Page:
tiple dendrites that arise from the cell body to receive incoming signals; and usually a single axon that also arises from the cell body. Axons can be very long and give rise to outgoing signals through their branched ends (terminals). A single neuron can possess thousands of axon terminals and thereby form connections (called synapses) with up to thousands of other neurons. The brain utilizes a chemical process of neurotransmission to transfer information across synapses. Briefly, an electrochemical impulse produced by changes in concentrations of ions across the axon membrane travels down the axon of one neuron, invades the axon's nerve terminals, and triggers the release of a chemical substance, called a neurotransmitter, from the terminals. The neurotransmitter diffuses across the synaptic cleft (the space between the two neurons) and binds to specific receptor proteins located on the surface of the cell, or plasma membrane, of the next neuron. The binding of a neurotransmitter to its receptor activates the receptor and causes a change in the flow of ions across the cell membrane, which can either lead to or inhibit the generation of electrical impulses in that next neuron. The neurotransmitter stimulus is then "turned off" either by enzymatic degradation in the synaptic cleft or by proteinmediated reuptake of neurotransmitter into the nerve terminal. Neurons receive incoming signals from hundreds or thousands of nerve terminals. Whether a neuron fires an impulse is determined by the summation of those numerous inputs.

Neuronal membranes contain classes of proteins, termed ion pumps, that maintain unequal concentrations of ions (e.g., Na+, K+, Ca2+, C1-) between the outside and inside of the cell. The most important pump is termed the Na+-K+ ATPase (adenosine triphosphatase). Neurons are polarized, meaning that the inside of the cell is negatively charged with respect to the outside. Neurons also possess other proteins in their plasma membrane, termed ion channels, that allow passage of specific ions across the cell membrane. Neurotransmitters regulate the electrical properties of neurons by activating or inhibiting the activity of specific types of ion channels.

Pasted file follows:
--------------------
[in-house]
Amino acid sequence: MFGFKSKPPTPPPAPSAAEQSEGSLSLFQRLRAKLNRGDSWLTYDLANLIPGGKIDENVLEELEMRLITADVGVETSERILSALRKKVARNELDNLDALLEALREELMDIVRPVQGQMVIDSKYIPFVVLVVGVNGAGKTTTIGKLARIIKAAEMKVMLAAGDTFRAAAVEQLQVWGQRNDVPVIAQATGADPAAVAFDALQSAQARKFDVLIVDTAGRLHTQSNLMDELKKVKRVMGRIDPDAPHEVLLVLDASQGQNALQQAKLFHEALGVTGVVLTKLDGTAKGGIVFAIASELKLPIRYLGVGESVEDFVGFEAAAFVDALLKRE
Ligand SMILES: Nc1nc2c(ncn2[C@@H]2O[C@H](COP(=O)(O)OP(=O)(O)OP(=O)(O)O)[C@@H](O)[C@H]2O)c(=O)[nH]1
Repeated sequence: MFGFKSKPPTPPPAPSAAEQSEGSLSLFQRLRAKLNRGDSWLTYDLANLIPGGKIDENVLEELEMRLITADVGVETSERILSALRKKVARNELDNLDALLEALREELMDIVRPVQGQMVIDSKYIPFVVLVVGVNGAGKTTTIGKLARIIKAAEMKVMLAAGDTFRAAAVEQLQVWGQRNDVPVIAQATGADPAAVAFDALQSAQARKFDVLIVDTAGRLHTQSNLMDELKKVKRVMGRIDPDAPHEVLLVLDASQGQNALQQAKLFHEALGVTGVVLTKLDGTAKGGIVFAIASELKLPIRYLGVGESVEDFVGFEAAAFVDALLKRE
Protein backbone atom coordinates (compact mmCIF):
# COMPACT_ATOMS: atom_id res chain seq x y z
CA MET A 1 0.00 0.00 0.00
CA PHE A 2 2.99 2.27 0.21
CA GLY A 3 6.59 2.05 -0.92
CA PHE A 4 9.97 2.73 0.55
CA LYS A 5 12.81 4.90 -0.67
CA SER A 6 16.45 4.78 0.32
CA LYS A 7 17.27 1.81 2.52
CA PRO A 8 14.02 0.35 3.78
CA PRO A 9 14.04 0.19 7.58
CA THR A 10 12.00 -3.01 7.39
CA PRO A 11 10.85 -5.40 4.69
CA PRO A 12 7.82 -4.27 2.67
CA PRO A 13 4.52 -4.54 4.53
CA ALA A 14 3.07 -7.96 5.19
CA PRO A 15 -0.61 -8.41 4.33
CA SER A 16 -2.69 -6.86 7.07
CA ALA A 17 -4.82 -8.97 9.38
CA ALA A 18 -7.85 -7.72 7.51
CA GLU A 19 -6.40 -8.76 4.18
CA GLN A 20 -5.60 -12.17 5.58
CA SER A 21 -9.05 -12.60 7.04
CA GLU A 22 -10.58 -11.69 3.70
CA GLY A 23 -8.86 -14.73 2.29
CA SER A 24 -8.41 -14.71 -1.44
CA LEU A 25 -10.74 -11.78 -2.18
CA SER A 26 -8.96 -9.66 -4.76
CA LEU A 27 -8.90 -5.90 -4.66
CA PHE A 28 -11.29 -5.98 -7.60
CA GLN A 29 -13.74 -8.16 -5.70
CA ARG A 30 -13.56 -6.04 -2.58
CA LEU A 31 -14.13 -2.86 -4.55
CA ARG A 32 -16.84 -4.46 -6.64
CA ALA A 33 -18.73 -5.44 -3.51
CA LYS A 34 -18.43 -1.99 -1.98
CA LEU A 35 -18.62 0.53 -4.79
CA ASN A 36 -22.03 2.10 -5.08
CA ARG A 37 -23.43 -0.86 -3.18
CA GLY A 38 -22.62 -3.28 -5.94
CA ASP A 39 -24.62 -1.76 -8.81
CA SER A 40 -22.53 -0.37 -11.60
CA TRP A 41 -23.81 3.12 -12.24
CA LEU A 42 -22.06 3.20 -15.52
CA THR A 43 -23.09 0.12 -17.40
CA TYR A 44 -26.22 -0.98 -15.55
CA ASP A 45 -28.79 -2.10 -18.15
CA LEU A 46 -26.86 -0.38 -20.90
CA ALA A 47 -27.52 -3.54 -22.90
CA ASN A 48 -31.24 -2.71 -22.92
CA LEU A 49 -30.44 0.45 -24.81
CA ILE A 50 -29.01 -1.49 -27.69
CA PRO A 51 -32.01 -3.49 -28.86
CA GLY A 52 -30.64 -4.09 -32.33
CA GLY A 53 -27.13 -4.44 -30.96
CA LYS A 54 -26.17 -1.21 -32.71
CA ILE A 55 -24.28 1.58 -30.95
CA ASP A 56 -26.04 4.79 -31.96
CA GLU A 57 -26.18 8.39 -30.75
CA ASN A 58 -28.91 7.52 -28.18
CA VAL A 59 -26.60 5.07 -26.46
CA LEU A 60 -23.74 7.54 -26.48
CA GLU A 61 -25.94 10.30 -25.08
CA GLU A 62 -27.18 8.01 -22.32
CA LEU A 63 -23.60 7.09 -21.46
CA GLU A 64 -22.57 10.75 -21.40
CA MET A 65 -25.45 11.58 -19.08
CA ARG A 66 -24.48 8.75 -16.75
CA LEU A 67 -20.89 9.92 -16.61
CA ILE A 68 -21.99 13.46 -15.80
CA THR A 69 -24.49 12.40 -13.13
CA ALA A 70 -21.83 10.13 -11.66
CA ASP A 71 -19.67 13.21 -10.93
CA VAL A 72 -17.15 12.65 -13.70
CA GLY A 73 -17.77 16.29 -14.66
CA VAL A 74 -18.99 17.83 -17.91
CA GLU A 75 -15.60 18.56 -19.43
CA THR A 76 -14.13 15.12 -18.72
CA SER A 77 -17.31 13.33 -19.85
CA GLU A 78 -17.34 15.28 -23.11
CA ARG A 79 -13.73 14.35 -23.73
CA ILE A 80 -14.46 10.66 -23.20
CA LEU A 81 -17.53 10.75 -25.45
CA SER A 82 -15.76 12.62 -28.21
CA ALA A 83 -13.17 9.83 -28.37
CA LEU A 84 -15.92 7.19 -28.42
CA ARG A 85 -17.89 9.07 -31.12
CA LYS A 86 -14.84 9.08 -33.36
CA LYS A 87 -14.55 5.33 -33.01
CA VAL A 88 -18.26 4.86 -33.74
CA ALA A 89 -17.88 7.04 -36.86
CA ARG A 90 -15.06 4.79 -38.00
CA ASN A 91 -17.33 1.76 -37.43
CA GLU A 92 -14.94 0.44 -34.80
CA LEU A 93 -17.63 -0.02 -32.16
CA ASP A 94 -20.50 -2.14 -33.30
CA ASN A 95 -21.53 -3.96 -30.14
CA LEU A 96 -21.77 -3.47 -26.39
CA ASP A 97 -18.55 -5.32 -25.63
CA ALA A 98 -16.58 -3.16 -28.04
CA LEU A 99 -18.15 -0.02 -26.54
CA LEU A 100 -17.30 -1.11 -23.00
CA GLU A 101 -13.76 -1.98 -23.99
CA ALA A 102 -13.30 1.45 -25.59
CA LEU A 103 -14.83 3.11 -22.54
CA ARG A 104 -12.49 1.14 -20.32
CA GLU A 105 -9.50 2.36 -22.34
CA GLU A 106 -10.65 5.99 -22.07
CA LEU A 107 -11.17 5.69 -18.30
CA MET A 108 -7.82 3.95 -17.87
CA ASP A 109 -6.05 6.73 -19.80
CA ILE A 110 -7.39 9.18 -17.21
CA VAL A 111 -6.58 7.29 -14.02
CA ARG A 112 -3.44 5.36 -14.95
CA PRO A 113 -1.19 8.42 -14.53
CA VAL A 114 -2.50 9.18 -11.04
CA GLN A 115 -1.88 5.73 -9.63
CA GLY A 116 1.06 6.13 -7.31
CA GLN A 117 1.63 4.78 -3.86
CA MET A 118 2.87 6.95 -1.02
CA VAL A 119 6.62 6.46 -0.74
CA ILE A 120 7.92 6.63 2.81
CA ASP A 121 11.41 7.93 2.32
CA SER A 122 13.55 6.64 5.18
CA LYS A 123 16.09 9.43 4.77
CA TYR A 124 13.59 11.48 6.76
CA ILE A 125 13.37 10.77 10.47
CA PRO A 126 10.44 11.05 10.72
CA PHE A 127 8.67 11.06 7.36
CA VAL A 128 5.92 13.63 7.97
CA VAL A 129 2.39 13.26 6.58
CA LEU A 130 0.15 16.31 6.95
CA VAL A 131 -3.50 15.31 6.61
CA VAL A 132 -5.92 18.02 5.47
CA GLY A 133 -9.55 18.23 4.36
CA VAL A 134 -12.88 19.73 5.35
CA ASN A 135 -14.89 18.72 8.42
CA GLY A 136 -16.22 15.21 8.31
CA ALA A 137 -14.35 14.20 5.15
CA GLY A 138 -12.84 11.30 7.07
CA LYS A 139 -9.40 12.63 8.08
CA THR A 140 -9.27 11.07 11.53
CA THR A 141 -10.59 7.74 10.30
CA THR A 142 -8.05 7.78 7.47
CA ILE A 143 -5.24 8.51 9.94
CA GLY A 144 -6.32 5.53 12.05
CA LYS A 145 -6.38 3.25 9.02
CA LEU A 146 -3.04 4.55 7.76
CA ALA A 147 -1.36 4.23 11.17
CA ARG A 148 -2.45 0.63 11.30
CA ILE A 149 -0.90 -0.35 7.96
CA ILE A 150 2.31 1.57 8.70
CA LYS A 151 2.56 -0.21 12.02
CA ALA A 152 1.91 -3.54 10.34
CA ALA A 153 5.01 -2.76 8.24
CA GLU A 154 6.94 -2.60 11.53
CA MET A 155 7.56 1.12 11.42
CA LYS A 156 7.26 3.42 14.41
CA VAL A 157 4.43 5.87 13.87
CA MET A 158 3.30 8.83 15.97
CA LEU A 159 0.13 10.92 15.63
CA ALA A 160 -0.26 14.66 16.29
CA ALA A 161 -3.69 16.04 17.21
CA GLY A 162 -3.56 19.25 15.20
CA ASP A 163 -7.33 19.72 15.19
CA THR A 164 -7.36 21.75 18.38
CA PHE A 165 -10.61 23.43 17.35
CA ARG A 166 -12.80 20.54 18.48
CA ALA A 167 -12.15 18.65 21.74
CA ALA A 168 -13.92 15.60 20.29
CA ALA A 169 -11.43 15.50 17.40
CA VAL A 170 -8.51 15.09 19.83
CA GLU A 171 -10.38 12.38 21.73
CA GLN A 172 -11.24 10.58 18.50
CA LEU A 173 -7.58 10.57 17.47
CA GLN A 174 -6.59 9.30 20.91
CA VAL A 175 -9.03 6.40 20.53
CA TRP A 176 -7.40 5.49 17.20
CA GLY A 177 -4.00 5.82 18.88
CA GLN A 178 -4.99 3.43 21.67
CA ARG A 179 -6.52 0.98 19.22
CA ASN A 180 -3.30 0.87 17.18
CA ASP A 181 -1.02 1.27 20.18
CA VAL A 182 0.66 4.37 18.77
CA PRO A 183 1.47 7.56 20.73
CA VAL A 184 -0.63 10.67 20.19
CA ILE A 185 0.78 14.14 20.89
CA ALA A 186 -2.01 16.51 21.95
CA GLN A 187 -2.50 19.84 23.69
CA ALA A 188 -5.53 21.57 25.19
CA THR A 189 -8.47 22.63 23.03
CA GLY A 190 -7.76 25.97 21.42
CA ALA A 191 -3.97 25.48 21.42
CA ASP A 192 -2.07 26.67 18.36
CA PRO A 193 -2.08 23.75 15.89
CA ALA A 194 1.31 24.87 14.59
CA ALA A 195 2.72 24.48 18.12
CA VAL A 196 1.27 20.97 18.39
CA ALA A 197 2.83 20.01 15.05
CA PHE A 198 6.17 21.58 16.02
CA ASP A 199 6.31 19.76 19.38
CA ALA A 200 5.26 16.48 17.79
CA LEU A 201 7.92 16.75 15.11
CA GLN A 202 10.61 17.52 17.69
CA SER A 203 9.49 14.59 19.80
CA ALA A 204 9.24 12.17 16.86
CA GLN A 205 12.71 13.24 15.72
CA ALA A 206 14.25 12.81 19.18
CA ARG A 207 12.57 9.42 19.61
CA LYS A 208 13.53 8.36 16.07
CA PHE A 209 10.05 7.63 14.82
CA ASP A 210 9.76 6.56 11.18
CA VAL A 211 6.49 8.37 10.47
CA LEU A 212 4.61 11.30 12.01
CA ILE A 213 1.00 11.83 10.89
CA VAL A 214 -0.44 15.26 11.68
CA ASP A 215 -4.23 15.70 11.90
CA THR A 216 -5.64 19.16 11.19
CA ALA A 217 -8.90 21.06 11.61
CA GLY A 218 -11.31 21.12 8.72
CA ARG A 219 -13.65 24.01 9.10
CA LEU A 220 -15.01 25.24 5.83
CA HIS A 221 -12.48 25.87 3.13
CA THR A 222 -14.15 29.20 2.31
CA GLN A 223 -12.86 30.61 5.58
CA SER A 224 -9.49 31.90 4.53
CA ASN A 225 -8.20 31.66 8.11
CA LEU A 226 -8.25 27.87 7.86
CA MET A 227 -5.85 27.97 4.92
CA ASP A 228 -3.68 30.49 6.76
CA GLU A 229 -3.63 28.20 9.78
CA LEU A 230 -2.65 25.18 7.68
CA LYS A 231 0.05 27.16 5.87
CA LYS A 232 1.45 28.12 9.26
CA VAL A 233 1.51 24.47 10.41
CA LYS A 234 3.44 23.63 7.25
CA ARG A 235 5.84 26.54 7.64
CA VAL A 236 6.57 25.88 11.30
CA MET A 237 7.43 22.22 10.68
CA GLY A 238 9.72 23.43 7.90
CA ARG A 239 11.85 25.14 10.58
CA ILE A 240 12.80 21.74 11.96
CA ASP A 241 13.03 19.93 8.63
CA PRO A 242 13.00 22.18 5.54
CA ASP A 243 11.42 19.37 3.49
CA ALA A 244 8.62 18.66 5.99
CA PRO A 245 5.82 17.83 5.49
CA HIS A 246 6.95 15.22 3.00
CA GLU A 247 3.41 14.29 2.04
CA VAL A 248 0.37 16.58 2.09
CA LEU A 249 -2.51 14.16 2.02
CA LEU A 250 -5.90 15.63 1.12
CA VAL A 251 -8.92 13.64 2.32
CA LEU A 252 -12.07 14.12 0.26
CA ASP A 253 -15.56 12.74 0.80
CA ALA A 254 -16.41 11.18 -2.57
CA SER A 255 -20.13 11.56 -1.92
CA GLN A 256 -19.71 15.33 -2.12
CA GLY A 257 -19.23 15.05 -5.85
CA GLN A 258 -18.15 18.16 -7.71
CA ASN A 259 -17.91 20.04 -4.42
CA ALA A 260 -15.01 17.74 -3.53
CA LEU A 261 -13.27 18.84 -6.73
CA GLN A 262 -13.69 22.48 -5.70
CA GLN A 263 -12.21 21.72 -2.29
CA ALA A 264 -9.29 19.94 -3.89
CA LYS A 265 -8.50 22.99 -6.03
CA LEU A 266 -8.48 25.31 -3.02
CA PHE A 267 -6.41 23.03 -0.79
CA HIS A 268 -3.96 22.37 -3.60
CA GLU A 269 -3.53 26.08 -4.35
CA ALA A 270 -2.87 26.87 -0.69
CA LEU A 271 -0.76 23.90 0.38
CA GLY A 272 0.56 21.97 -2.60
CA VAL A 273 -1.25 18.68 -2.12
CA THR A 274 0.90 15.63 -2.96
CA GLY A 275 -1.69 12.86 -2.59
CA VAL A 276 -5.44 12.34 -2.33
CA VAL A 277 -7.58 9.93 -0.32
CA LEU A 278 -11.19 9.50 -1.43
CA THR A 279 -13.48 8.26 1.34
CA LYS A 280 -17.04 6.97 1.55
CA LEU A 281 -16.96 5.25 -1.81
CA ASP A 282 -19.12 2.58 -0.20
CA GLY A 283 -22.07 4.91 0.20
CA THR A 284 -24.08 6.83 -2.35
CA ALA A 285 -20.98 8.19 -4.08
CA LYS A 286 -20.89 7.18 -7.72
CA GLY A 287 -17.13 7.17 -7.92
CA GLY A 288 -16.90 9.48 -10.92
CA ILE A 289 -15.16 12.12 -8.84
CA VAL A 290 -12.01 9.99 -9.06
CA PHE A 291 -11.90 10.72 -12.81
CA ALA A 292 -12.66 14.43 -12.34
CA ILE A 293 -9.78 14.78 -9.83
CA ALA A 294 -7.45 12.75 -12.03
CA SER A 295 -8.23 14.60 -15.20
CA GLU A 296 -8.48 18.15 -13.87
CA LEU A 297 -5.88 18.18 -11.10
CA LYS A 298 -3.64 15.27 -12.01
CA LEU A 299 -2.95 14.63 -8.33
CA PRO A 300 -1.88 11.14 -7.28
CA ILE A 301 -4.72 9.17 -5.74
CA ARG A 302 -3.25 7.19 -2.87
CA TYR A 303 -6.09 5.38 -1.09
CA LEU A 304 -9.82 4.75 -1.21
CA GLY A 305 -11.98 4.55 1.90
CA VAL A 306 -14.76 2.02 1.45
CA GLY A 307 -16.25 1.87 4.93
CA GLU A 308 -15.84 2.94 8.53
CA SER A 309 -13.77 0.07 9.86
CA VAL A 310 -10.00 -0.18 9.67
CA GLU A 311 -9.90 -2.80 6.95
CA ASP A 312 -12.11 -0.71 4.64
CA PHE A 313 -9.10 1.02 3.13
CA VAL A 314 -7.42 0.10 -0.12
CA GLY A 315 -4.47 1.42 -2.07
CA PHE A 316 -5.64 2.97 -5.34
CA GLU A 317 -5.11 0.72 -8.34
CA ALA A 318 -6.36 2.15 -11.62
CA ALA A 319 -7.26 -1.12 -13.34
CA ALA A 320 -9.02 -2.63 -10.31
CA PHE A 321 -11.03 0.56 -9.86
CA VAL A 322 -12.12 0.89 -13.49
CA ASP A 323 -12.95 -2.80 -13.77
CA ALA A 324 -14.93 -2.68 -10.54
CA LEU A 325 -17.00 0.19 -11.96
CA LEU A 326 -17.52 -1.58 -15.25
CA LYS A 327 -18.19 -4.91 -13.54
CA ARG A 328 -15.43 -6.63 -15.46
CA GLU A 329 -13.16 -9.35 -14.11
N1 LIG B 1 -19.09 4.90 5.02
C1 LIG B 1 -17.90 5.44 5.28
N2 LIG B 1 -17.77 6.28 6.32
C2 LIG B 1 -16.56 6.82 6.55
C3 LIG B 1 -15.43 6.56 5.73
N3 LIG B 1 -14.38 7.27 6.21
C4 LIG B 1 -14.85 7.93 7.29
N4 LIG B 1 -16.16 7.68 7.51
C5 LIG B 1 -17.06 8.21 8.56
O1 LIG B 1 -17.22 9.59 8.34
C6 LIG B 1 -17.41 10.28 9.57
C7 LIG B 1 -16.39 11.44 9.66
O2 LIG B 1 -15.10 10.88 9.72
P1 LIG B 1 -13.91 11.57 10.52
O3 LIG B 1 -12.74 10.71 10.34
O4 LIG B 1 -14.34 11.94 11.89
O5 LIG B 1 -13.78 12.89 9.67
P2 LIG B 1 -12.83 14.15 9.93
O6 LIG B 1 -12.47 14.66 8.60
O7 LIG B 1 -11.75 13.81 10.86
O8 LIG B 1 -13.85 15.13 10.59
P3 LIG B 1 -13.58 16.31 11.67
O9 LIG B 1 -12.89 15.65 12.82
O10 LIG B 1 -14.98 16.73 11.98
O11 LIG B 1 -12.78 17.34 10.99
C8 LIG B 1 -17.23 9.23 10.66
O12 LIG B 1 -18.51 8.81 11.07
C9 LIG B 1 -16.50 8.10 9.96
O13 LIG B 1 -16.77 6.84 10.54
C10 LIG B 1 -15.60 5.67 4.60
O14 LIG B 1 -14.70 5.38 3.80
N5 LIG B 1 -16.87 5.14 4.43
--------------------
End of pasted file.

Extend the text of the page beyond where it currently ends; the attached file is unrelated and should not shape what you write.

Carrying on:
Neurotransmitters and Their Receptors

The majority of neurotransmission in the brain is performed by amino acid neurotransmitters, which are contained in two-thirds of all synapses in the brain. Glutamate is the major excitatory neurotransmitter in the brain because its receptor channel permits Na+ (and in some cases Ca2+) to flow into the cell; the major inhibitory neurotransmitter in the brain is gamma-aminobutyric acid (GABA) (GABA's receptor channel carries C1 into the cell).

Most other neurotransmitters in the brain bind to receptor proteins

The National Academies of Sciences, Engineering, and Medicine
500 Fifth St. N.W. | Washington, D.C. 20001

Copyright © National Academy of Sciences. All rights reserved.
Terms of Use and Privacy Statement